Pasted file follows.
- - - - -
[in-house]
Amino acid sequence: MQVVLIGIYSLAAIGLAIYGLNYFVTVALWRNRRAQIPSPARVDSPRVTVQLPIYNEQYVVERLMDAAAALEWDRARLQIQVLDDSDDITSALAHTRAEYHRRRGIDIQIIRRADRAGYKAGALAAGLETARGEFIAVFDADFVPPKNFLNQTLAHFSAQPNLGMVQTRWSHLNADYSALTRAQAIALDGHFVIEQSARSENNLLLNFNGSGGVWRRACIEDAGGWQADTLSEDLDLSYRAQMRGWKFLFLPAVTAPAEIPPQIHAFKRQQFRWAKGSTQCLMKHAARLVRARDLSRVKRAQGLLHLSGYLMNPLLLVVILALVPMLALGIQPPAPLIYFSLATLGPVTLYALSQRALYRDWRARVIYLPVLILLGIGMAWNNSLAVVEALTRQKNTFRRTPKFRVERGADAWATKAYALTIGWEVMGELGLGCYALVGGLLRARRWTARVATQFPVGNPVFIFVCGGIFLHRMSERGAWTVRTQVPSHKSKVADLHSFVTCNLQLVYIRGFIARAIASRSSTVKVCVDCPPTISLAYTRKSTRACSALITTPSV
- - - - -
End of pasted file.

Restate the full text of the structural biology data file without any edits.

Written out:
[in-house]
Amino acid sequence: MQVVLIGIYSLAAIGLAIYGLNYFVTVALWRNRRAQIPSPARVDSPRVTVQLPIYNEQYVVERLMDAAAALEWDRARLQIQVLDDSDDITSALAHTRAEYHRRRGIDIQIIRRADRAGYKAGALAAGLETARGEFIAVFDADFVPPKNFLNQTLAHFSAQPNLGMVQTRWSHLNADYSALTRAQAIALDGHFVIEQSARSENNLLLNFNGSGGVWRRACIEDAGGWQADTLSEDLDLSYRAQMRGWKFLFLPAVTAPAEIPPQIHAFKRQQFRWAKGSTQCLMKHAARLVRARDLSRVKRAQGLLHLSGYLMNPLLLVVILALVPMLALGIQPPAPLIYFSLATLGPVTLYALSQRALYRDWRARVIYLPVLILLGIGMAWNNSLAVVEALTRQKNTFRRTPKFRVERGADAWATKAYALTIGWEVMGELGLGCYALVGGLLRARRWTARVATQFPVGNPVFIFVCGGIFLHRMSERGAWTVRTQVPSHKSKVADLHSFVTCNLQLVYIRGFIARAIASRSSTVKVCVDCPPTISLAYTRKSTRACSALITTPSV